*19 regions of the body chart may be used [10].

Tenderness and central sensitization

Pain science is the biggest interest of mine but will go on for ages to talk about it so not mention in detail here.

When the nociceptor detects noxious stimuli (tissue damage, injury etc…), this information conveys to the brain via spinal cord in order to notice some danger or signs from the body. There are some mechanisms to modulate pain from spinal cord to the brain (not going to talk about this time). These are the normal reactions of the body. However, repetitive injuries, trauma, sleep problems and other psychological factors cause hyperactive central nervous system, which means that a body may detect non-noxious stimuli (allodynia) or low level of noxious information (hyperalgesia) as pain. This is called central sensitisation [12, 13]. On the other side, if you like pain (no pain no gain) or this information is modulated, we may not complain as pain but just discomfort.   

I am pretty sure that everyone has experienced patients with high pain threshold, even in fibromyalgia patients. Someone can tolerate a deep and firm pressure but sensitive to dry needling or cupping. Or athletes who started receiving a firm treatment when they were young can tolerate pretty well? This may be because they are used to having a deep hands-on and the body does not find it painful information.

Like the example of fibromyalgia criteria, things change all the time. We should not stick with one concept but be flexible to new theories and question them.


[1] Shah, J. P., Thaker, N., Heimur, J., Aredo, J. V., Sikdar, S., & Gerber, L. (2015). Myofascial Trigger Points Then and Now: A Historical and Scientific Perspective. PM&R, 7(7), 746–761.

[2] Barbero, M., Schneebeli, A., Koetsier, E., & Maino, P. (2019). Myofascial pain syndrome and trigger points: evaluation and treatment in patients with musculoskeletal pain. Current Opinion in Supportive & Palliative Care, 13(3), 270–276.

[3] Bennett, R. (2007). Myofascial pain syndromes and their evaluation. Best Practice & Research Clinical Rheumatology, 21(3), 427–445.

[4] O’Sullivan, P. (2011). It’s time for change with the management of non-specific chronic low back pain. British Journal of Sports Medicine, 46(4), 224–227.

[5] Arnold, L. M., Bennett, R. M., Crofford, L. J., Dean, L. E., Clauw, D. J., Goldenberg, D. L., Fitzcharles, M. A., Paiva, E. S., Staud, R., Sarzi-Puttini, P., Buskila, D., & Macfarlane, G. J. (2019). AAPT Diagnostic Criteria for Fibromyalgia. The Journal of Pain, 20(6), 611–628.

[6] Suzuki, H., Kanchiku, T., Imajo, Y., Yoshida, Y., Nishida, N., & Taguchi, T. (2016). Diagnosis and Characters of Non-Specific Low Back Pain in Japan: The Yamaguchi Low Back Pain Study. PLOS ONE, 11(8), e0160454.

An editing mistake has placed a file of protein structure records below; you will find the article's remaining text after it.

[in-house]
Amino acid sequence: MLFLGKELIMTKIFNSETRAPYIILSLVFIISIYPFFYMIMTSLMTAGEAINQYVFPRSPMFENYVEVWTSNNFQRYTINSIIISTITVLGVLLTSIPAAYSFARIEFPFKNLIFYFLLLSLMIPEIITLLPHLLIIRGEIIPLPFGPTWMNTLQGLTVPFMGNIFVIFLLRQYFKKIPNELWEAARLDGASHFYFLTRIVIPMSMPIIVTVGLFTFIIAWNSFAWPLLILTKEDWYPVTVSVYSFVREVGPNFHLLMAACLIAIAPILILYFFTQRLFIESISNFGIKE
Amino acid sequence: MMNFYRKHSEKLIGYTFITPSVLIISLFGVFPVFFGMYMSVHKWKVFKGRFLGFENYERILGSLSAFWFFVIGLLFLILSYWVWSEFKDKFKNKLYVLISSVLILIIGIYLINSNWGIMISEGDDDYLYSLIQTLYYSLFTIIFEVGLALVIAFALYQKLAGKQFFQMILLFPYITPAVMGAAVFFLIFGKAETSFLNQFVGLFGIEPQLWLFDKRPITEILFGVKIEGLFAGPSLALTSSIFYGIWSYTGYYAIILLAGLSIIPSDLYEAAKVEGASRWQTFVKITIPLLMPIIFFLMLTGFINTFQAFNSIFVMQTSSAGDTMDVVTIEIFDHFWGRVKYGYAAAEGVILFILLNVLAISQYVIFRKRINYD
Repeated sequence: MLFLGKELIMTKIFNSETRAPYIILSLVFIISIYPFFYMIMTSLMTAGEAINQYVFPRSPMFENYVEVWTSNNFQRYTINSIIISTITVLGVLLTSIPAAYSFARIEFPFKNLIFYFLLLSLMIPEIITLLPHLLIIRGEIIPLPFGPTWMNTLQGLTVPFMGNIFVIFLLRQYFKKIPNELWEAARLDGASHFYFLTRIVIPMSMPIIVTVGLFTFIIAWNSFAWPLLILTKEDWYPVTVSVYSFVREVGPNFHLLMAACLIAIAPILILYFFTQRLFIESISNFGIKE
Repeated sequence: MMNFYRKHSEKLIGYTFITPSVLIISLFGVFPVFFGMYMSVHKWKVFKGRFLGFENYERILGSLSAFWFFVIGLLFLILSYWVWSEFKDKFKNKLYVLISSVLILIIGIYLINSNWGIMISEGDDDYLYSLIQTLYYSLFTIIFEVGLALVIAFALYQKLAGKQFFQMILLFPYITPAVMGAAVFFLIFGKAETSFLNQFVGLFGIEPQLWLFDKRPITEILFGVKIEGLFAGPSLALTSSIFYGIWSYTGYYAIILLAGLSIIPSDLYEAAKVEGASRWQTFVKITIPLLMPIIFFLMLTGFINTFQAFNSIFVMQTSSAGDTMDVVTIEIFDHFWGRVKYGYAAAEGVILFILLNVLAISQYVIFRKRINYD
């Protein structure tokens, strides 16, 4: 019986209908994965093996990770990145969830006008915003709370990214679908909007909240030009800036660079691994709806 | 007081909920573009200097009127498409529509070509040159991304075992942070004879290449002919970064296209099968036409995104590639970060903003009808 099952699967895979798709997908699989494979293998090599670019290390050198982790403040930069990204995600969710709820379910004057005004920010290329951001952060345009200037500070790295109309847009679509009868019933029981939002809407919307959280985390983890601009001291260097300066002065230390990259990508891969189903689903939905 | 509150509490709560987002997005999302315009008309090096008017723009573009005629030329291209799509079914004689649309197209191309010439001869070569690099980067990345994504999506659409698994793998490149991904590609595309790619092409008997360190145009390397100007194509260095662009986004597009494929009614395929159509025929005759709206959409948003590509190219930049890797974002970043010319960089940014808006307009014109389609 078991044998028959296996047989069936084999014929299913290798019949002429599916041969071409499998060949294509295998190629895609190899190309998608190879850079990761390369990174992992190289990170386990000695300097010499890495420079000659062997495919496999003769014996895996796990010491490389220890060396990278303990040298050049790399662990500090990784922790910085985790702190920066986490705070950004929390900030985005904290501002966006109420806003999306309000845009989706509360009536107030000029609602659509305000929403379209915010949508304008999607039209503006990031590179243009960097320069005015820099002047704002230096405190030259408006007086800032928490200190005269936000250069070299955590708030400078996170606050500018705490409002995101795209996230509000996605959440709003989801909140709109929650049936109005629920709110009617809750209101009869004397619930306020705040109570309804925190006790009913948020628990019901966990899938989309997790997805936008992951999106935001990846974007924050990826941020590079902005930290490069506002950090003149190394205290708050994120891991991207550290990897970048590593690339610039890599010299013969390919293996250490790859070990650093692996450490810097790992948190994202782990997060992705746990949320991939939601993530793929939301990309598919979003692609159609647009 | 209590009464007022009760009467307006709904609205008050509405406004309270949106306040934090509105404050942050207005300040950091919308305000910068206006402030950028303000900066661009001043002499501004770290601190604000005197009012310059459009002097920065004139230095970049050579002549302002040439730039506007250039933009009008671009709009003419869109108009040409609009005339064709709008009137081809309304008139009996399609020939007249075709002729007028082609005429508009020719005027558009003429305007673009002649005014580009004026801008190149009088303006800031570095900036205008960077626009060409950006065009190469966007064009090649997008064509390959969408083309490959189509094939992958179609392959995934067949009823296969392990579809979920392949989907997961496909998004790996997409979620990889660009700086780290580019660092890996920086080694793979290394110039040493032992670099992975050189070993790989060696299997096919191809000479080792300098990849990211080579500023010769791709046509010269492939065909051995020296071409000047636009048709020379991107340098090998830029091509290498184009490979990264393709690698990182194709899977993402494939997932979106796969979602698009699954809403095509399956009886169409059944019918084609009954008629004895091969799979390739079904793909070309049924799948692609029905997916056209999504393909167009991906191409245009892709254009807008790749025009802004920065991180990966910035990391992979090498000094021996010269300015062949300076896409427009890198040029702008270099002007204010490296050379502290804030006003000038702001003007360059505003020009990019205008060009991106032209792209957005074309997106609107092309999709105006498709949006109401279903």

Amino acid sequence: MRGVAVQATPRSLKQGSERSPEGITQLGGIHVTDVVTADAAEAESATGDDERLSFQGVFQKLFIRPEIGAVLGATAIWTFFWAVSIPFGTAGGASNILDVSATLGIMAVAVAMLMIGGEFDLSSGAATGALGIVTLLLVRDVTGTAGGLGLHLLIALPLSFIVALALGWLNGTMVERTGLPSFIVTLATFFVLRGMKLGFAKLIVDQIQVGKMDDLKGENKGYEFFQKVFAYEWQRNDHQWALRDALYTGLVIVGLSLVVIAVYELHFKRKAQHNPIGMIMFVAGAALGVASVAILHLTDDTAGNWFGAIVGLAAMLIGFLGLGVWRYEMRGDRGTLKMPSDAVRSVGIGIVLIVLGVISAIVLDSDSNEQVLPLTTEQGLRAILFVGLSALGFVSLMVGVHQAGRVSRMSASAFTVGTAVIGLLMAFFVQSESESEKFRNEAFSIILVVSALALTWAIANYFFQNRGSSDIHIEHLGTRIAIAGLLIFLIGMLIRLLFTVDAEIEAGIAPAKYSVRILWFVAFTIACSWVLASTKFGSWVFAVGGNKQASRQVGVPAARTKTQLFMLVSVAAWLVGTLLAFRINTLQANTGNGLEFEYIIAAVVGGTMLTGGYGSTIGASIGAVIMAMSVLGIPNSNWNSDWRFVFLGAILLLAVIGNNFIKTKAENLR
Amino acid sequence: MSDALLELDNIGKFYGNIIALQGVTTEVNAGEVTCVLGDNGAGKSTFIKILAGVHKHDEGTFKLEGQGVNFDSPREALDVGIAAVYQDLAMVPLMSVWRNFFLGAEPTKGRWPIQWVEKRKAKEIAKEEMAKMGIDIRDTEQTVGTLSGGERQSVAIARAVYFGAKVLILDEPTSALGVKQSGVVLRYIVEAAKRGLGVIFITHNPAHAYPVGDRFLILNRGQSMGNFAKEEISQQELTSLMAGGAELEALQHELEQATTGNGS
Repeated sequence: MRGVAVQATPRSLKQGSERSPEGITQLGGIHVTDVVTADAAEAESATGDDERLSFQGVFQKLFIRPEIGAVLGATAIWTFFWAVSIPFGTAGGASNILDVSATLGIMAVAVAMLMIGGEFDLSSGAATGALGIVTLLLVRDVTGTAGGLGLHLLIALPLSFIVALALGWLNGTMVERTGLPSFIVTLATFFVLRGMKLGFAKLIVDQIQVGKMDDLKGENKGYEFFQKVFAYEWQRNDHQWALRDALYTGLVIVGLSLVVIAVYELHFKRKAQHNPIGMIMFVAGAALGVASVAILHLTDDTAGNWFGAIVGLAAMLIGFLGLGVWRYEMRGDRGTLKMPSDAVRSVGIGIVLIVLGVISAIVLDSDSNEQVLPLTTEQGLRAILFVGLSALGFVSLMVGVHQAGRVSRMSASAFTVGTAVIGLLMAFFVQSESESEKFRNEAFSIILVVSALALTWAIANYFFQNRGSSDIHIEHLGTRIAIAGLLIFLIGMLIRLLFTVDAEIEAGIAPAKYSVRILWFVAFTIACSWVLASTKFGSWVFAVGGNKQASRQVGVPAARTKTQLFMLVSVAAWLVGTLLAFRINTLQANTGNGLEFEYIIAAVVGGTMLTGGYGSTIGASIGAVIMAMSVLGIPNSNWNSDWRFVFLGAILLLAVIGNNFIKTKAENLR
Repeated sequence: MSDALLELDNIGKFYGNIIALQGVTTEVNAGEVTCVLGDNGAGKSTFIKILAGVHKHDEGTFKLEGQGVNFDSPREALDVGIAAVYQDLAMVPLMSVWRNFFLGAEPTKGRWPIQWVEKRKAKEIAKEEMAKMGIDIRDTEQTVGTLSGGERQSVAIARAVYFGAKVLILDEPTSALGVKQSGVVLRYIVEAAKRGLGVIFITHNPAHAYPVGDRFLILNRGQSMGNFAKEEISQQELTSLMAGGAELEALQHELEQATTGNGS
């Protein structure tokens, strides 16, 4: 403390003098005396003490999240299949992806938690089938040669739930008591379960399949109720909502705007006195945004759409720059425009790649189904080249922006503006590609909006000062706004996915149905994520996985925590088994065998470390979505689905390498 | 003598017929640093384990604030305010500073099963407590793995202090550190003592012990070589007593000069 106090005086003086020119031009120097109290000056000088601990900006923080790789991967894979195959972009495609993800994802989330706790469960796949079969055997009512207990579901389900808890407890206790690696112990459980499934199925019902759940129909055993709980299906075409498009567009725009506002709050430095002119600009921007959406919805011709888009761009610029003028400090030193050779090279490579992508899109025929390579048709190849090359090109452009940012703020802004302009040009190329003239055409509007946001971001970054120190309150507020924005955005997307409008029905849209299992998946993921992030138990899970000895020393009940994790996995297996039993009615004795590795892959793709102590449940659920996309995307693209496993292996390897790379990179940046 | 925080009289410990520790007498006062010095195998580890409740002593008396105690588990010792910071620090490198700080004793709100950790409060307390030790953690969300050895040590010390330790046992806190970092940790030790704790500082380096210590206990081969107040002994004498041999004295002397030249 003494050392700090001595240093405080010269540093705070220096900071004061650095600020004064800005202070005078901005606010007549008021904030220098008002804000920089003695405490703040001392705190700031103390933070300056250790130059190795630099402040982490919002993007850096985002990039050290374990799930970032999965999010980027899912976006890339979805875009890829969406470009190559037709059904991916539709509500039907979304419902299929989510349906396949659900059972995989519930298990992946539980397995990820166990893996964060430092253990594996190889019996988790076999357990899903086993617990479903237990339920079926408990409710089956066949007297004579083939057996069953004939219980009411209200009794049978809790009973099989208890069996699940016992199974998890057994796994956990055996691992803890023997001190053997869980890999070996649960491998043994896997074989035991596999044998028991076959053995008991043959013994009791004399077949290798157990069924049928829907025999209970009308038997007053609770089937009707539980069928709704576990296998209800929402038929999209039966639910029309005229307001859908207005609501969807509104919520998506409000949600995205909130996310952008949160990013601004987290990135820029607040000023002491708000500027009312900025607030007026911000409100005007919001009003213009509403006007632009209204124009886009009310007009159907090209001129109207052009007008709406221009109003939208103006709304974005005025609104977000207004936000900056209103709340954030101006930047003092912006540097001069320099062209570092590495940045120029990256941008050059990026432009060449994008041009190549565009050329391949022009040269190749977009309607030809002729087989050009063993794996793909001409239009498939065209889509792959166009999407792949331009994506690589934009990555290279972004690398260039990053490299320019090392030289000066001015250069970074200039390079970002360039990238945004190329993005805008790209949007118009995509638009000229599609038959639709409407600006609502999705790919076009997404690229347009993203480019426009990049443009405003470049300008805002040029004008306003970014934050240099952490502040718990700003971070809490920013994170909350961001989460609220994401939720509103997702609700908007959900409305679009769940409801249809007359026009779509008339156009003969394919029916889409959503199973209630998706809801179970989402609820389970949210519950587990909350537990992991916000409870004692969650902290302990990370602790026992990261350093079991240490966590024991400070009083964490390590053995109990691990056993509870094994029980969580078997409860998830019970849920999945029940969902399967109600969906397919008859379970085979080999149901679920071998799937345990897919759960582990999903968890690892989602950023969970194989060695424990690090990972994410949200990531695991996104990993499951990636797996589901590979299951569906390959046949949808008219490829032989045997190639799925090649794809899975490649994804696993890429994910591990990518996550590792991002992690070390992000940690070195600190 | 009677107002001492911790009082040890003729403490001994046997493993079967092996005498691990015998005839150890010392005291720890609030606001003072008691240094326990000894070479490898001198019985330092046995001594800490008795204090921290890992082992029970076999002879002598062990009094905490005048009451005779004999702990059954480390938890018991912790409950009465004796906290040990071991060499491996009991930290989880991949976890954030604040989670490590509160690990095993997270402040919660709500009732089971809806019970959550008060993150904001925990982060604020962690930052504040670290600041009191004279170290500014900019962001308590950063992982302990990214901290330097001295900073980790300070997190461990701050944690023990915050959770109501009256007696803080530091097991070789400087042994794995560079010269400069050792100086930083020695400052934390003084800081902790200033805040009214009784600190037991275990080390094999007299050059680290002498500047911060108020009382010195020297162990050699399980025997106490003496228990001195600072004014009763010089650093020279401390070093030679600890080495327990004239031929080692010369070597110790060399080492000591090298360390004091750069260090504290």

[7] Wolfe, F., Smythe, H. A., Yunus, M. B., Bennett, R. M., Bombardier, C., Goldenberg, D. L., Tugwell, P., Campbell, S. M., Abeles, M., Clark, P., Fam, A. G., Farber, S. J., Fiechtner, J. J., Michael Franklin, C., Gatter, R. A., Hamaty, D., Lessard, J., Lichtbroun, A. S., Masi, A. T., . . . Sheon, R. P. (1990). The american college of rheumatology 1990 criteria for the classification of fibromyalgia. Arthritis & Rheumatism, 33(2), 160–172.

[8] Wolfe, F., Clauw, D. J., Fitzcharles, M. A., Goldenberg, D. L., Katz, R. S., Mease, P., Russell, A. S., Russell, I. J., Winfield, J. B., & Yunus, M. B. (2010). The American College of Rheumatology Preliminary Diagnostic Criteria for Fibromyalgia and Measurement of Symptom Severity. Arthritis Care & Research, 62(5), 600–610.

[9] Zhang, Y., Du, N. Y., Chen, C., Wang, T., Wang, L. J., Shi, X. L., Li, S. M., & Guo, C. Q. (2020). Acupotomy Alleviates Energy Crisis at Rat Myofascial Trigger Points. Evidence-Based Complementary and Alternative Medicine, 2020, 1–11.

[10] Maffei, M. E. (2020). Fibromyalgia: Recent Advances in Diagnosis, Classification, Pharmacotherapy and Alternative Remedies. International Journal of Molecular Sciences, 21(21), 7877.

[11] Colangelo, C., Shichkova, P., Keller, D., Markram, H., & Ramaswamy, S. (2019). Cellular, Synaptic and Network Effects of Acetylcholine in the Neocortex. Frontiers in Neural Circuits, 13.

[12] Latremoliere, A., & Woolf, C. J. (2009b). Central Sensitization: A Generator of Pain Hypersensitivity by Central Neural Plasticity. The Journal of Pain, 10(9), 895–926.

[13] van Griensven, H., Schmid, A., Trendafilova, T., & Low, M. (2020). Central Sensitization in Musculoskeletal Pain: Lost in Translation? Journal of Orthopaedic & Sports Physical Therapy, 50(11), 592–596.